🚀Community media goes big. You might think of community publications, radio stations and newsletters that cover underserved audiences as small. But they add up to quite a lot, and have a huge impact in communities of color. That’s why the work of the Center for Community Media (CCM) at CUNY is so important, and why Knight is investing more than $2 million so it can expand its many programs for publishers of color. One of CCM’s signature programs is the Advertising Boost Initiative, which led to New York City spending more than $25 million in ads with ethnic and community media the past two years. The Knight investment will allow CCM to bring that program to more cities while expanding programs for Black, Latino and Asian media.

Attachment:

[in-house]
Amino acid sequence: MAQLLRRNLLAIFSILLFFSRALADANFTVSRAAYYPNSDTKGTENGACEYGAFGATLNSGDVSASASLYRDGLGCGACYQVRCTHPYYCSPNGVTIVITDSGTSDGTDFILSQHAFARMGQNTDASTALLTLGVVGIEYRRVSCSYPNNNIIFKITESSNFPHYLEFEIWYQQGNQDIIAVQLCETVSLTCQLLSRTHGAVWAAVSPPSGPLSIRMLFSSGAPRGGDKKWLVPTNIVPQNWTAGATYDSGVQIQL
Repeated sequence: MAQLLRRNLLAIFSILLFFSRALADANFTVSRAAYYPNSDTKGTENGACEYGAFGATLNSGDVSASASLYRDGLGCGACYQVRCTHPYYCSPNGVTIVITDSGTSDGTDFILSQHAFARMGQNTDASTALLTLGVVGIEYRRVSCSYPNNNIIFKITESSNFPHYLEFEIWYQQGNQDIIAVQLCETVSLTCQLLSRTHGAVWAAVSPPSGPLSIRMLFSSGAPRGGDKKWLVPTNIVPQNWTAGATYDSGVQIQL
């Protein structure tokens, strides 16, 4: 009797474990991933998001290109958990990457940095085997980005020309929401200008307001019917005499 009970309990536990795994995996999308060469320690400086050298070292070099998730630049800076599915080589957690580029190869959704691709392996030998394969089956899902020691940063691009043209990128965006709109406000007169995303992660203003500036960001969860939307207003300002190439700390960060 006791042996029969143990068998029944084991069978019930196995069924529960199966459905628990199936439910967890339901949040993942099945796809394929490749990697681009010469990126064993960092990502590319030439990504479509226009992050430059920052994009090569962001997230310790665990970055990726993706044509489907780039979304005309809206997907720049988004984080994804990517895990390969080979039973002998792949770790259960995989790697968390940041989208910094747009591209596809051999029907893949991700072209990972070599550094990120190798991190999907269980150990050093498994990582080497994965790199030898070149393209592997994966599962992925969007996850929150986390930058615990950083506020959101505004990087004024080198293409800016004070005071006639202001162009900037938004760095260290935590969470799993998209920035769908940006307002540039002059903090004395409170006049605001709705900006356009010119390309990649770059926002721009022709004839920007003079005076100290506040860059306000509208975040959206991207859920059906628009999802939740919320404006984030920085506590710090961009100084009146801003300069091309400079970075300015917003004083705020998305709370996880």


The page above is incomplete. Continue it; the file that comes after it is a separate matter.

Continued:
💼 Change is coming to the executive suite. Speaking of CUNY, its Executive Program in News Innovation and Leadership just announced a powerful, global and diverse cohort of 23 executives for its 2023 edition. Just how varied? There’s someone from the Wall Street Journal, Fundación para la Libertad de Prensa (in Colombia), Grup Edicions de Premsa Local (in Spain) and Radio BUH (in Germany). The only sad note is the departure of program director Anita Zielina. Applications are open for interested folks who want to lead the program.